Directions: Take a 2-hour flight from Kuala Lumpur to Kota Kinabalu and then continue with a one-hour private charter plane to Layang Layang Island.

Mantanani is a group of three isolated islands northwest of Kota Belud, a one-hour drive from Kota Kinabalu.
Marine life: Dugong, lionfish, scorpionfish, octopus, glassfish, marbled stingray, Blue spotted ray, large schools of eagle rays, seahorses, imperial shrimps, pink-eye gobies, jawfish, blue-ringed octopus, ribbon eels and many colourful nudibranchs.

Dive season: March – December
Located an hour’s boat ride from Semporna on Sabah’s east coast is Sipadan Island; it takes just 15 minutes to walk around it. Jacques Cousteau who visited the island in 1988 said, “I have seen other places like Sipadan – 45 years ago – but now, no more, now we have found again an untouched piece of art.” Sipadan Island is Malaysia’s only oceanic island. Its coral reef is 160 hectares and has a circumference of 5.3km and is renowned for its wide range of rare marine species. At its northern tip, just 15 feet from the beach, the sandy bottom drops away to 600m. The vertical walls have been rated “one of the top five in the world” for wall diving.
Marine life: Soft and hard coral, sea turtles, big schools of barracuda, sharks, jacks, tuna, bump head wrasse, sea squirts, sponges, fusiliers, surgeonfish, leopard shark, bigeye trevally, batfish, humphead parrotfish, clownfish, sea anemones, sea fans, barrel sponges and cave dwellers (a 200ft deep underwater limestone cave is located 63ft below the surface). Dive sites: Barracuda Point (barracudas, green turtles, sharks, jack fish), Hanging Garden (soft corals, unicorn fish, clown or anemone fish, bright blue and yellow fusilier fish, sweetlips, and clown triggers), South Point (barracuda, manta rays, white-tip sharks, and hammerhead sharks.)
Directions: Fly from Kuala Lumpur to Tawau. From there hop onto a bus for an hour to Semporna. Accommodation is available at nearby Mabul and Kapalai islands, and from there Sipadan is a short boat ride away. Entry into Sipadan waters is restricted by a daily quota.

Managed by Sabah Parks, the islands within this park comprise Pulau Tiga, Pulau Kalampunian Damit or “Snake Island” and Pulau Kalampunian Basar. Pulau Tiga Park is located in Kimanis BaySabah, about 48km south of Kota Kinabalu. The surrounding reefs are shallow with coral life and water visibility ranges from 6 meters to 20 meters. on the West Coast of Pulau Kalampunian Damit is a breeding site for the amphibious sea snake (sea kraits). You can find them resting under rocks, in cracks or on the trees during the day. At night, they swim back into the ocean. Although their venom is deadly, they have a relatively small mouth and are actually very timid. They can be dangerous only when mishandled or stepped on.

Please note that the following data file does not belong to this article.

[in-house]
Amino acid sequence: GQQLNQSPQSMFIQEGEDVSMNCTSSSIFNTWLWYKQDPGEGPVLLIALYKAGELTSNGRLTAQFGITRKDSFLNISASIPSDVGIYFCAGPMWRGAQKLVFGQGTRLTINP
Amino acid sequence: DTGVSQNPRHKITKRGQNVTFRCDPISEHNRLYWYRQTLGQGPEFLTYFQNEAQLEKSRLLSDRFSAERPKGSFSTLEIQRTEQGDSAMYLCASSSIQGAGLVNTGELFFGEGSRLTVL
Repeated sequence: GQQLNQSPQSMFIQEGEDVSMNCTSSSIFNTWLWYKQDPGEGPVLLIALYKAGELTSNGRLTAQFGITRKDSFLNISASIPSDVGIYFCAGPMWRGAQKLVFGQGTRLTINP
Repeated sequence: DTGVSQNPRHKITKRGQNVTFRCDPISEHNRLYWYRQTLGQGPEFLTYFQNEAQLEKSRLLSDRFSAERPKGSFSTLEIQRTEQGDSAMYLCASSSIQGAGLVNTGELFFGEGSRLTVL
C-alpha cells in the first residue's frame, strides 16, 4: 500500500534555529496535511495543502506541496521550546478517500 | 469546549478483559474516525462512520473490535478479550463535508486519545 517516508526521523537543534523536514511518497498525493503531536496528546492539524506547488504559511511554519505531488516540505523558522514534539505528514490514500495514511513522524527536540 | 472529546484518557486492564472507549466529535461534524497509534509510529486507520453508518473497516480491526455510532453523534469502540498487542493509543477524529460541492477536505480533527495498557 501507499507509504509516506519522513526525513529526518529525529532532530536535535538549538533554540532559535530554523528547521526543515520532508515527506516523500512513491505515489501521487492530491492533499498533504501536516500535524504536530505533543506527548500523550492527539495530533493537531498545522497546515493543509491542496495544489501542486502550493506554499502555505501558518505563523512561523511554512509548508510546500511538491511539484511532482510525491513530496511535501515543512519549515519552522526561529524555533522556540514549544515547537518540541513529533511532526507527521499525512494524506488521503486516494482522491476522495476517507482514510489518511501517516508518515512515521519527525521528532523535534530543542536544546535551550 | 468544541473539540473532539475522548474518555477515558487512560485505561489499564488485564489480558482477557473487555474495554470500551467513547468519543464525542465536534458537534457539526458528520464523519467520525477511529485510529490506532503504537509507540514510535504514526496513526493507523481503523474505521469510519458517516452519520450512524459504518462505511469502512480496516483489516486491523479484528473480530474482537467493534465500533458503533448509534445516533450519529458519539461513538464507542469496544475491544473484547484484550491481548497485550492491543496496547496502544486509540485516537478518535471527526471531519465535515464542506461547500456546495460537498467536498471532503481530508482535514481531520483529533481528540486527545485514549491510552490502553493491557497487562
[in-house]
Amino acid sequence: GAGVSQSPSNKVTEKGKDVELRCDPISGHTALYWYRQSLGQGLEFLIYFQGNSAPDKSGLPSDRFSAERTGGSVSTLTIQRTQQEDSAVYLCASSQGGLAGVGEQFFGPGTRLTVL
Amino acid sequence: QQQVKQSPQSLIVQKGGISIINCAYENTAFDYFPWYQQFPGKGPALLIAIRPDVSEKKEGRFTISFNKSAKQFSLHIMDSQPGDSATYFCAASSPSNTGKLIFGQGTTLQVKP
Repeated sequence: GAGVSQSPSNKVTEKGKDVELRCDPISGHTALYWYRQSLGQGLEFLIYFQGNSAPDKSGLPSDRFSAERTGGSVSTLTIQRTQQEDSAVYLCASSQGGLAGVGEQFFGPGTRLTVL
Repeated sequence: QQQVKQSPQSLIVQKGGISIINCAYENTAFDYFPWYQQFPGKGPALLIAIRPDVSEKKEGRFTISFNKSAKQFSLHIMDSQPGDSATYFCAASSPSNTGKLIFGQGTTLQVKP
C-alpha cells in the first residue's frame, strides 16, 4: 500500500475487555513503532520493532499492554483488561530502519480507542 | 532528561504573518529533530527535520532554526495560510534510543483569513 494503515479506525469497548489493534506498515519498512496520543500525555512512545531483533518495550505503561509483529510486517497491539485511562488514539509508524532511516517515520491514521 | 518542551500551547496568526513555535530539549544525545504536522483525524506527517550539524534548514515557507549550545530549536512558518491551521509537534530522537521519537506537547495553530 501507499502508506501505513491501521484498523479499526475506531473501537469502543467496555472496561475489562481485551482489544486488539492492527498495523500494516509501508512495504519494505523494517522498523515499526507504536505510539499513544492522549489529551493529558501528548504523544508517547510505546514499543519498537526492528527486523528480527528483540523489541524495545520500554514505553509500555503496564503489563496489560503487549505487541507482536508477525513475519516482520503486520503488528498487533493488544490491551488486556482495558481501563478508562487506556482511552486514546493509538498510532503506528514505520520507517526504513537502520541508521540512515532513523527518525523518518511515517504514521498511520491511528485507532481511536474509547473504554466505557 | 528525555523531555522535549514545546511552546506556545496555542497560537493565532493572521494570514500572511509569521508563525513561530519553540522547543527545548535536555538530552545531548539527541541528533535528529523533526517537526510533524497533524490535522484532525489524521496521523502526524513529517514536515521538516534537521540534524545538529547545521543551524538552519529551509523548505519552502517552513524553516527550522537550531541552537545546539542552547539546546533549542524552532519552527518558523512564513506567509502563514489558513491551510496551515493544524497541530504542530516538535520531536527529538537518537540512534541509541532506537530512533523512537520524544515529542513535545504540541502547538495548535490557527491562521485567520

Marine life: Includes nudibranchs, bamboo sharks, cuttlefish, and marbled stingray. Banded sea snakes can be seen at Snake Island.
Directions: To reach Pulau Tiga, take a 30-minute boat ride from Kuala Penyu, a small settlement about 2 hour’s drive from Kota Kinabalu. Alternatively, charter a speedboat from Kota Kinabalu to Pulau Tiga or fly to Pulau Labuan and charter a boat from there. Both trips take about 90 minutes.

A group of five islands – Pulau Gaya, Pulau Sapi, Pulau Manukan, Pulau Mamutik and Pulau Sulug – inhabit this Sabah Parks’ marine park. The islands can be reached between 10 – 20 minutes by speedboat from the city of Kota Kinabalu. Shallow waters reveal beautiful coral gardens and the little current make these islands ideal for snorkellers or novice divers.
Marine life: Scorpionfish, blue-spotted rays, cuttlefish, mantis shrimps, green turtle, hawksbill turtle, harlequin ghost pipefish and mandarin fish. Between December and April, plankton blooms attract krill, which will attract whale sharks, the world’s largest fish.


Sarawak has dive sites that have been compared favourably with Sipadan and Australia’s Great Barrier Reef. The visibility at Luconia Shoals is astounding as is the variety of marine and coral life. You can dive among World War wrecks and share them with giant manta rays. The Tocow and Siwa Shoals are just a 40 minutes boat ride from Miri while the Batu Mat Reef is an hour and 45 minutes away. The water near Kuching is not very clear but there are interesting dives to offshore islands where turtles breed. Tanjung Datu National Park has crystal clear waters and coral formations close to shore and should be good for snorkelling.
Getting around Sarawak: Express boats service an intricate network of rivers and main towns along their banks.

Miri is located north of Kuching and off the coast of Sarawak. Popular dive sites include “Sea Fan Garden,” “Atago Maru,” a Japanese World War II shipwreck and “Scubasa Reef,” a shallow reef which provides refuge for migrating turtles every August.

This uninhabited tropical island has white sandy beaches and crystal clear waters perfect for snorkeling. The coral reefs lie close to the shore, and colorful little fish can be glimpsed weaving through the coral. The island is also a popular nesting place for turtles.


This is a popular wreck-diving destination. There are two World War II shipwrecks and one recent Malaysian wreck to explore.